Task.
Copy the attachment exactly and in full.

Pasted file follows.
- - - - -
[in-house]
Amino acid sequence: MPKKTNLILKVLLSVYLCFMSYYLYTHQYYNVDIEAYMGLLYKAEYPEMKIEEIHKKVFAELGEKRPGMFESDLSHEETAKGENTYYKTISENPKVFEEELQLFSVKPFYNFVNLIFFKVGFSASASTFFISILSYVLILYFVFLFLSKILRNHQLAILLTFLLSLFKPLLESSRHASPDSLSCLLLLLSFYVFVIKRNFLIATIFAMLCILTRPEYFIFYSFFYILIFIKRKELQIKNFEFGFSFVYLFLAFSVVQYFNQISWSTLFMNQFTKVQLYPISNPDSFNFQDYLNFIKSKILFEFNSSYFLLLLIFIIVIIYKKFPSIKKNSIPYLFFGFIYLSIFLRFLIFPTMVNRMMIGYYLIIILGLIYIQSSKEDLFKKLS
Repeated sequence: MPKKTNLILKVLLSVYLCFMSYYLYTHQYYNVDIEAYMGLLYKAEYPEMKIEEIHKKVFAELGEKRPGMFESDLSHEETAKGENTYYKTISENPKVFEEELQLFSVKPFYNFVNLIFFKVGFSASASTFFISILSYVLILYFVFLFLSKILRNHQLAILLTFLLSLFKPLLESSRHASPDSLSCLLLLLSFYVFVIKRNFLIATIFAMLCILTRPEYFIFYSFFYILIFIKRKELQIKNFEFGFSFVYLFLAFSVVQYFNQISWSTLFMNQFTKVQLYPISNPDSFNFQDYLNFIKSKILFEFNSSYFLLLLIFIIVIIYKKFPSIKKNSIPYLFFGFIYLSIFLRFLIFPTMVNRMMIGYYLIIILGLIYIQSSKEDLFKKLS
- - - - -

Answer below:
[in-house]
Amino acid sequence: MPKKTNLILKVLLSVYLCFMSYYLYTHQYYNVDIEAYMGLLYKAEYPEMKIEEIHKKVFAELGEKRPGMFESDLSHEETAKGENTYYKTISENPKVFEEELQLFSVKPFYNFVNLIFFKVGFSASASTFFISILSYVLILYFVFLFLSKILRNHQLAILLTFLLSLFKPLLESSRHASPDSLSCLLLLLSFYVFVIKRNFLIATIFAMLCILTRPEYFIFYSFFYILIFIKRKELQIKNFEFGFSFVYLFLAFSVVQYFNQISWSTLFMNQFTKVQLYPISNPDSFNFQDYLNFIKSKILFEFNSSYFLLLLIFIIVIIYKKFPSIKKNSIPYLFFGFIYLSIFLRFLIFPTMVNRMMIGYYLIIILGLIYIQSSKEDLFKKLS
Repeated sequence: MPKKTNLILKVLLSVYLCFMSYYLYTHQYYNVDIEAYMGLLYKAEYPEMKIEEIHKKVFAELGEKRPGMFESDLSHEETAKGENTYYKTISENPKVFEEELQLFSVKPFYNFVNLIFFKVGFSASASTFFISILSYVLILYFVFLFLSKILRNHQLAILLTFLLSLFKPLLESSRHASPDSLSCLLLLLSFYVFVIKRNFLIATIFAMLCILTRPEYFIFYSFFYILIFIKRKELQIKNFEFGFSFVYLFLAFSVVQYFNQISWSTLFMNQFTKVQLYPISNPDSFNFQDYLNFIKSKILFEFNSSYFLLLLIFIIVIIYKKFPSIKKNSIPYLFFGFIYLSIFLRFLIFPTMVNRMMIGYYLIIILGLIYIQSSKEDLFKKLS